England following the Norman Conquest of 1066. The Pichtoom family lived in Flintshire, now part the county of Clwyd, Wales, at Picton. Their name is derived from the Old English words pic, meaning a hill with a sharp point, and tun, meaning enclosure or settlement.
Early Origins of the Pichtoom family
Flintshire where they held a family seat from ancient times as Lords of the manor of Picton. At the time of the taking of the Domesday Book in 1086, a census initiated by Duke William of Normandy after his conquest of England in 1066, Picton was held by Robert of Rhuddlan, a Norman noble, and was a small hamlet. Conjecturally this distinguished family are descended from Robert. Alternatively, the name could have been derived from Pickton, a township, in the parish of KirkLeavington, union of Stockton, W. division of the liberty of Langbaurgh in Yorkshire. "This place, sometimes written Pyketon (Peak-town), belonged in the reign of Edward I. to a family of the same name. " CITATION[CLOSE]
Lewis, Samuel, A Topographical Dictionary of England. Institute of Historical Research, 1848, Print.
Early History of the Pichtoom family
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Pichtoom Spelling Variations
hundred years that the English language has been standardized. For that reason, Anglo-Norman surnames like Pichtoom are characterized by many spelling variations. Scribes and monks in the Middle Ages spelled names they sounded, so it is common to find several variations that refer to a single person. As the English language changed and incorporated elements of other European languages such as Norman French and Latin, even literate people regularly changed the spelling of their names. The variations of the name Pichtoom include Pichetone, Pichtone, Pickton, Picton and others.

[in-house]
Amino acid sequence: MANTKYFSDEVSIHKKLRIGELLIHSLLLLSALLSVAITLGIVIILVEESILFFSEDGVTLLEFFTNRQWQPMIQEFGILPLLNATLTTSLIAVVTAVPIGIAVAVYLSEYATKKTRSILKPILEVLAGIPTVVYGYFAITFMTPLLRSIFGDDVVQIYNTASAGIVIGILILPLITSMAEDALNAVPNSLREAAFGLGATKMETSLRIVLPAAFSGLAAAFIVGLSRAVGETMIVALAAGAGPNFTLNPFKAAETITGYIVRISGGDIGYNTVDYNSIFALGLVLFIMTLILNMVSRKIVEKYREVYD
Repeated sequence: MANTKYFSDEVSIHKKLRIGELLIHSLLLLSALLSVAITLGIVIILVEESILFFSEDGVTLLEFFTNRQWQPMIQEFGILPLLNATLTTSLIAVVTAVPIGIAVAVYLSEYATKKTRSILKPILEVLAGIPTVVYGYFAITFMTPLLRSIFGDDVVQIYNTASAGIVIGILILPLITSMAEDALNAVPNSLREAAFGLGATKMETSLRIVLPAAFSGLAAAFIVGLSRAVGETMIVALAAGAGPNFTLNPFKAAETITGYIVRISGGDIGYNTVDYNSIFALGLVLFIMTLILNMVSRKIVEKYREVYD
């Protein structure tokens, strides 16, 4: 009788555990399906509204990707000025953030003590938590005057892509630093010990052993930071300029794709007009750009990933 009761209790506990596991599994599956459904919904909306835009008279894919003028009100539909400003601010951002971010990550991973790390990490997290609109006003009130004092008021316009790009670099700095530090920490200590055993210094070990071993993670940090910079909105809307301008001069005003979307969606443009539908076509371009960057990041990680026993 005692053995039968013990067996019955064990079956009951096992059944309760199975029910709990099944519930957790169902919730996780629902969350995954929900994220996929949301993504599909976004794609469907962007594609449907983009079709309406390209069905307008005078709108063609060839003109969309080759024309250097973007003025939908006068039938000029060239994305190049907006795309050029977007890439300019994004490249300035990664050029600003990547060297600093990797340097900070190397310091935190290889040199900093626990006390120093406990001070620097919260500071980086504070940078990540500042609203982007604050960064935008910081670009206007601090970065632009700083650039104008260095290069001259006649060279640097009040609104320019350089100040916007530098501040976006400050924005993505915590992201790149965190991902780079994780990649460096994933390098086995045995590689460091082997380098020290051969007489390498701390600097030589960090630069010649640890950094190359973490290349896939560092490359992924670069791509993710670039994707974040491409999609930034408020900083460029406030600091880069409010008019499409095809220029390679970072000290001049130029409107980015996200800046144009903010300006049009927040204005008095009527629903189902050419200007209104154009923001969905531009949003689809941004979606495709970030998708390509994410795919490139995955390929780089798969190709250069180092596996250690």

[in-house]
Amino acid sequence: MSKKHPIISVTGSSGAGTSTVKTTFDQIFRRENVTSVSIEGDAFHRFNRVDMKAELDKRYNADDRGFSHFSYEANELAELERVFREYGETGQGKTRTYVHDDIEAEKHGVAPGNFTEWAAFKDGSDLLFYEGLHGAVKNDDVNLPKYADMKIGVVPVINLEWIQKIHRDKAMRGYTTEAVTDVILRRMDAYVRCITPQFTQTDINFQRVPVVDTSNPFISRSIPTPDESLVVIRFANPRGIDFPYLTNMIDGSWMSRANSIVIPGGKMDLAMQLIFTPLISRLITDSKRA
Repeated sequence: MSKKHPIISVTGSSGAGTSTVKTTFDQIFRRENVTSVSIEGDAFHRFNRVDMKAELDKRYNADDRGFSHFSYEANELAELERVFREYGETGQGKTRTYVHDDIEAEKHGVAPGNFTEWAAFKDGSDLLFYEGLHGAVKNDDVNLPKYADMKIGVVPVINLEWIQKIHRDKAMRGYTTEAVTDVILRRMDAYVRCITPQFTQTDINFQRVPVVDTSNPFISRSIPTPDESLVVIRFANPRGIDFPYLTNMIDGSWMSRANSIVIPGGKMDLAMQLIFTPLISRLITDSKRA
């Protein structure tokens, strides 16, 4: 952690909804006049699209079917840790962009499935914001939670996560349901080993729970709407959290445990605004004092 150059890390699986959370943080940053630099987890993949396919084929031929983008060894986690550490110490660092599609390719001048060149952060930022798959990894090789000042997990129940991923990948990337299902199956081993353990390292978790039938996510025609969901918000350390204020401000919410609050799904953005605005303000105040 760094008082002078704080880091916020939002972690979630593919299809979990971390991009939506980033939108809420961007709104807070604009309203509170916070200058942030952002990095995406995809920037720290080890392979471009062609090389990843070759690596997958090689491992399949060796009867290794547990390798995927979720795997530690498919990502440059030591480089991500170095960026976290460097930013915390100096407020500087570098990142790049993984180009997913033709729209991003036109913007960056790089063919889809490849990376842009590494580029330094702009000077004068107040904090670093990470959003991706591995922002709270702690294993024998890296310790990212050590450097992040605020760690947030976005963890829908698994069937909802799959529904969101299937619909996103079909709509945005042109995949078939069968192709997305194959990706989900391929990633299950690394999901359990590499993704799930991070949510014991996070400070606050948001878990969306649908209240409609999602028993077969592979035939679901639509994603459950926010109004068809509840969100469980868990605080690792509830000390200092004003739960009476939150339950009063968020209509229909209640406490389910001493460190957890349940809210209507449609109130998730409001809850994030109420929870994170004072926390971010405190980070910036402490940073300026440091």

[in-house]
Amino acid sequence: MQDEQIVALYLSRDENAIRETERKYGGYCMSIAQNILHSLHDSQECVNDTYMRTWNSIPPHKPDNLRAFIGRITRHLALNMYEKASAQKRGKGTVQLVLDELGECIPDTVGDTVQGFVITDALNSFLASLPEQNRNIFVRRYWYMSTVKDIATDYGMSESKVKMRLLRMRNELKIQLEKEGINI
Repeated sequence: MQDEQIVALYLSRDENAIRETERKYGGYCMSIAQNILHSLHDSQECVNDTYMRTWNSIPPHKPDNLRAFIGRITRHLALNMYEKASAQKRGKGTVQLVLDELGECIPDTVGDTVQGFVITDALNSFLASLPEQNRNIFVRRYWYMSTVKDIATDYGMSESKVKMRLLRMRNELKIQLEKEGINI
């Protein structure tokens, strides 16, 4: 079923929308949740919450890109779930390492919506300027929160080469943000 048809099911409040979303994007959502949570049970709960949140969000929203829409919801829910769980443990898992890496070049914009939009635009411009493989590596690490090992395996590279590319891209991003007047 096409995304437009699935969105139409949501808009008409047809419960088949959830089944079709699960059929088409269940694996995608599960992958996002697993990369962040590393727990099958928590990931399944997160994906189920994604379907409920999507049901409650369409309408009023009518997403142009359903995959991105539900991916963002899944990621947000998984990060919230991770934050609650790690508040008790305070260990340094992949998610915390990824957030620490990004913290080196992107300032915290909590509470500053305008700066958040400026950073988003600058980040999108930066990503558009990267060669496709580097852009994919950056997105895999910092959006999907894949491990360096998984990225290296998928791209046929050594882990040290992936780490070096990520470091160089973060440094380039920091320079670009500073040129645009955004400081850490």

Early Notables of the Pichtoom family (pre 1700)
England. As a slave, he was presented as a...
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Migration of the Pichtoom family to the New World and Oceana
Faced with the chaos present in England at that time, many English families looked towards the open frontiers of the New World with its opportunities to escape oppression and starvation. People migrated to North America, as well as Australia and Ireland in droves, paying exorbitant rates for passages in cramped, unsafe ships. Many of the settlers did not make the long passage alive, but those who did see the shores of North America were welcomed with great opportunity. Many of the families that came from England went on to make essential contributions to the emerging nations of Canada and the United States. Some of the first immigrants to cross the Atlantic and come to North America carried the name Pichtoom, or a variant listed above: John Pickton who settled in Maryland in 1725; Margaret Picton, a bonded passenger, who arrived in America in 1735; John Pickton, who came to Philadelphia, Pennsylvania in 1841.
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